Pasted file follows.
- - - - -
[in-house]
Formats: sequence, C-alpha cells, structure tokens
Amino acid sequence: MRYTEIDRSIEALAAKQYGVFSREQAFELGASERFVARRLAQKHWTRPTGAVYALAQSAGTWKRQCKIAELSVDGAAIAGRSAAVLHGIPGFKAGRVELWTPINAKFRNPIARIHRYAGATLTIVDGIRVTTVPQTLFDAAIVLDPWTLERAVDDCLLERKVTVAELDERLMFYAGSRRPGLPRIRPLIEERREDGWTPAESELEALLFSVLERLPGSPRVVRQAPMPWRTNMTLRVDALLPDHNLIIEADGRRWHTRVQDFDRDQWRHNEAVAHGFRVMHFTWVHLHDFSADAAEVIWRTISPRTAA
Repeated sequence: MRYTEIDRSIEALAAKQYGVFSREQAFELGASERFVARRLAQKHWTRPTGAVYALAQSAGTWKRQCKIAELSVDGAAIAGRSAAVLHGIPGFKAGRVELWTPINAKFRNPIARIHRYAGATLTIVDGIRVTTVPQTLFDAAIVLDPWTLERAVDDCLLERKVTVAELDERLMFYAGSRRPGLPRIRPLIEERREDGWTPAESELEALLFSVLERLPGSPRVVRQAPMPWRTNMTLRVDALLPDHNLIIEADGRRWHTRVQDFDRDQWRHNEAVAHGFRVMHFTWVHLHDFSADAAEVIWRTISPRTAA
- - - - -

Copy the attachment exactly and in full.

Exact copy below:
[in-house]
Formats: sequence, C-alpha cells, structure tokens
Amino acid sequence: MRYTEIDRSIEALAAKQYGVFSREQAFELGASERFVARRLAQKHWTRPTGAVYALAQSAGTWKRQCKIAELSVDGAAIAGRSAAVLHGIPGFKAGRVELWTPINAKFRNPIARIHRYAGATLTIVDGIRVTTVPQTLFDAAIVLDPWTLERAVDDCLLERKVTVAELDERLMFYAGSRRPGLPRIRPLIEERREDGWTPAESELEALLFSVLERLPGSPRVVRQAPMPWRTNMTLRVDALLPDHNLIIEADGRRWHTRVQDFDRDQWRHNEAVAHGFRVMHFTWVHLHDFSADAAEVIWRTISPRTAA
Repeated sequence: MRYTEIDRSIEALAAKQYGVFSREQAFELGASERFVARRLAQKHWTRPTGAVYALAQSAGTWKRQCKIAELSVDGAAIAGRSAAVLHGIPGFKAGRVELWTPINAKFRNPIARIHRYAGATLTIVDGIRVTTVPQTLFDAAIVLDPWTLERAVDDCLLERKVTVAELDERLMFYAGSRRPGLPRIRPLIEERREDGWTPAESELEALLFSVLERLPGSPRVVRQAPMPWRTNMTLRVDALLPDHNLIIEADGRRWHTRVQDFDRDQWRHNEAVAHGFRVMHFTWVHLHDFSADAAEVIWRTISPRTAA